Define a function overlapping() that takes two lists and returns True if they have at least one member in common, False otherwise.
- You may use your is_member() function, or the in operator.
- But for the sake of the exercise, you should (also) write it using two nested for-loops.
I mainly compare Python's in-built set functions against 'standard' looping mechanisms.
The results of all 3 solutions are the same. Only the implementation differs.
Solution #1 uses the Set's .intersection()
method, to find common elements between two lists.
Solution #2 loops against two lists, and maintains another list of common elements to check against.
Solution #3 loops against one list only. It breaks immediately when a common member is found. (Reason: the condition is to "have at least one member in common", and not anything more complex. ) This is possibly a performant solution, but also one likely to introduce bugs.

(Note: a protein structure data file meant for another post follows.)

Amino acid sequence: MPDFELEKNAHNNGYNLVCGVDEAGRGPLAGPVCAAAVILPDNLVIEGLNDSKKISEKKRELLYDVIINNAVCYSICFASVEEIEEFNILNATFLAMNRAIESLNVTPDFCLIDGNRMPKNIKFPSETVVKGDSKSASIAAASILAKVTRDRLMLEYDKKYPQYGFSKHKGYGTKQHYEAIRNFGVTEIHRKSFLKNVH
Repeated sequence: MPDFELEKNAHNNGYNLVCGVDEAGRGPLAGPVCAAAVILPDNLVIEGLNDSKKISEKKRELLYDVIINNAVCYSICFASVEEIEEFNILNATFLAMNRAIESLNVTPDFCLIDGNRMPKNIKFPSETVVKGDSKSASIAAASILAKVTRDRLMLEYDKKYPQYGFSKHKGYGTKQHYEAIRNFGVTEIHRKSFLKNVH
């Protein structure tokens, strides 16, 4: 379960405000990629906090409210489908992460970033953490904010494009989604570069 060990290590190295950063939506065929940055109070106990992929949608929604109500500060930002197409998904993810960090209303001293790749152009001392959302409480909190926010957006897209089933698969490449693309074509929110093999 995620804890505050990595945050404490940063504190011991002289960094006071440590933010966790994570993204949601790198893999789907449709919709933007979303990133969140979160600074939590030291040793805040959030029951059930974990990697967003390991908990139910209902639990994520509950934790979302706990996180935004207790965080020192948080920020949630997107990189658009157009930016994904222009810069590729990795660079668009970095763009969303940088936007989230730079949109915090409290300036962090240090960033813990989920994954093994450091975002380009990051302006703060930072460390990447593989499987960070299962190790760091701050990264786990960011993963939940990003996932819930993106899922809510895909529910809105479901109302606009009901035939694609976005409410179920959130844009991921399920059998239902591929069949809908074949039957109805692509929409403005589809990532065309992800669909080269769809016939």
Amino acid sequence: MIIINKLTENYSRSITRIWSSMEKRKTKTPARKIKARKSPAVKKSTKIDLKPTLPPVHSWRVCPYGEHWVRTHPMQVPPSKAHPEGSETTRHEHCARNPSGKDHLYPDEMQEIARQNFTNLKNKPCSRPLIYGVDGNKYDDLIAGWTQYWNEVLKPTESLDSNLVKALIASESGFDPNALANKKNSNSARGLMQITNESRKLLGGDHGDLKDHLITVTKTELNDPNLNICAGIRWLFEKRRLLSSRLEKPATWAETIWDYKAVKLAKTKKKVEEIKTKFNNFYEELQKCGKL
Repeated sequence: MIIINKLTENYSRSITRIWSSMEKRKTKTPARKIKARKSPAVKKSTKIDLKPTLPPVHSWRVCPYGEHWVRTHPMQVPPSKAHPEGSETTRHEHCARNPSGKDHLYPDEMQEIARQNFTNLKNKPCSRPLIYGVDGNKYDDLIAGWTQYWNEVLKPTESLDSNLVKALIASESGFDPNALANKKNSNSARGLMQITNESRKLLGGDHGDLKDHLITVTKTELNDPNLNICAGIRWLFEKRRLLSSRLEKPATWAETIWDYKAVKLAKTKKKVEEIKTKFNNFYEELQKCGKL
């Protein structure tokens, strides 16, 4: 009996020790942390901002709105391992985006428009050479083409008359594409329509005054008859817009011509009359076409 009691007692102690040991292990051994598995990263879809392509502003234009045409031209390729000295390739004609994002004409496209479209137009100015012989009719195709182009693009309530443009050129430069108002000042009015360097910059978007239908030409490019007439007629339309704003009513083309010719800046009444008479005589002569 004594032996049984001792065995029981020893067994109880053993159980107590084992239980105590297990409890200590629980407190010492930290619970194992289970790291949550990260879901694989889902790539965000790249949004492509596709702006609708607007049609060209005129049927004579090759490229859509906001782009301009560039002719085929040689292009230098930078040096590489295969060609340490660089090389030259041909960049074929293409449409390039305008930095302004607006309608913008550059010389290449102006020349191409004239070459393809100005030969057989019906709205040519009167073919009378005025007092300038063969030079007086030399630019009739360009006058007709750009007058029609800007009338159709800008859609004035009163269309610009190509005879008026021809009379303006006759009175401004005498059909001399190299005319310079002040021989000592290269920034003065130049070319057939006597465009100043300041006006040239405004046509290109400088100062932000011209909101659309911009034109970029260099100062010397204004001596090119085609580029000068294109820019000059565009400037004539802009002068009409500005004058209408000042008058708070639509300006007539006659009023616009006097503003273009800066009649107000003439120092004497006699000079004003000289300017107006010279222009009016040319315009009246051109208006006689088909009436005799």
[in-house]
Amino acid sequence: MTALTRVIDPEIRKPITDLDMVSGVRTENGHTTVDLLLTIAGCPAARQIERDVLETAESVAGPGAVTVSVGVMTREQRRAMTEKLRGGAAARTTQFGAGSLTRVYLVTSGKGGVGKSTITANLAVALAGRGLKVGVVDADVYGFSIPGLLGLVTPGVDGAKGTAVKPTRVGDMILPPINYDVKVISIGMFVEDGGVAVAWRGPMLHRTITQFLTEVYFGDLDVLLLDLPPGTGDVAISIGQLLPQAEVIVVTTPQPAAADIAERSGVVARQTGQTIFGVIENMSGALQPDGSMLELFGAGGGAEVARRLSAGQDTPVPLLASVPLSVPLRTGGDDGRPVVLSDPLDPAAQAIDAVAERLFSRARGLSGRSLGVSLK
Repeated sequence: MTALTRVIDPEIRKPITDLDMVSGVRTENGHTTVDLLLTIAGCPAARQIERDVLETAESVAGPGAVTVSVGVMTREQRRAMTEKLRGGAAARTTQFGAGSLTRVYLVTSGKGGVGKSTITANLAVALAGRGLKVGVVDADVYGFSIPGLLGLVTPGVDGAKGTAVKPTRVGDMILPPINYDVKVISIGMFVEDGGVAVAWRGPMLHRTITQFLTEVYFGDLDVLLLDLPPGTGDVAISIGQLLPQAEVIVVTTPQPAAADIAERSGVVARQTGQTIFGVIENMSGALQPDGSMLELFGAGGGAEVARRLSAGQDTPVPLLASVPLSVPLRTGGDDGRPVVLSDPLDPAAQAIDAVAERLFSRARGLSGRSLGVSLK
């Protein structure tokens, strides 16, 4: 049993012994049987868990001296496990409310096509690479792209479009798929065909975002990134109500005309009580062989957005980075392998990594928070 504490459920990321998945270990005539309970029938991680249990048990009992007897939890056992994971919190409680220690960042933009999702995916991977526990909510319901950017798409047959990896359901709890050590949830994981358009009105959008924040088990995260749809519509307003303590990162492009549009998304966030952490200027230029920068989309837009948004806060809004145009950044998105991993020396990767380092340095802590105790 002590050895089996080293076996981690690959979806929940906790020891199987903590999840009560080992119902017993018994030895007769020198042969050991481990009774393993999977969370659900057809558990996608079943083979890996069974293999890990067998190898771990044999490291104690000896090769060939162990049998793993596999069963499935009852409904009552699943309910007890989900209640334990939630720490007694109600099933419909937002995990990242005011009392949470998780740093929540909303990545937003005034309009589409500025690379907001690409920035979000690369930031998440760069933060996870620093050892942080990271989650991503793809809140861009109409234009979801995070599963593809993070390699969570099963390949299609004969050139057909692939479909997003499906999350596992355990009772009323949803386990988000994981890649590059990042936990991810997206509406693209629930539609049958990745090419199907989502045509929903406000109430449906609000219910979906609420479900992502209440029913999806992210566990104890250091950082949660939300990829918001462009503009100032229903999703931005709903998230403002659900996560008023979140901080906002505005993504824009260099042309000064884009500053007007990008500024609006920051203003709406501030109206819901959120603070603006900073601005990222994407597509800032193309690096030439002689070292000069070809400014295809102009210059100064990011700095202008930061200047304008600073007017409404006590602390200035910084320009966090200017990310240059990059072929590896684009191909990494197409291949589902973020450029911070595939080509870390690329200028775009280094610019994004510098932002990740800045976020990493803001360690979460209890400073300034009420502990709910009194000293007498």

I'd go with Solution #1 - it appears cleanest. Also, due to the use of sets, is perhaps more performant than Solution #3.
def overlapping_1(l1, l2) -> bool:
if set(l1).intersection(l2):
return True
else:
return False
def overlapping_2(l1, l2) -> bool:
common = []
for i in l1:
for j in l2:
if i == j:
common.append(i)
if common != []:
return True
else:
return False
def overlapping_3(l1, l2) -> bool:
for i in l1:
if i in l2:
return True # Immediately exit
else:
return False
if __name__ == "__main__":
test_l1 = ["a", "b", "c"]
test_l2 = ["c", "d", "e"]
test_l3 = [1, 2, 3]
funcs = overlapping_1, overlapping_2, overlapping_3
for f in funcs:
print(f(test_l1, test_l2), test_l1, test_l2)
print(f(test_l1, test_l3), test_l1, test_l3)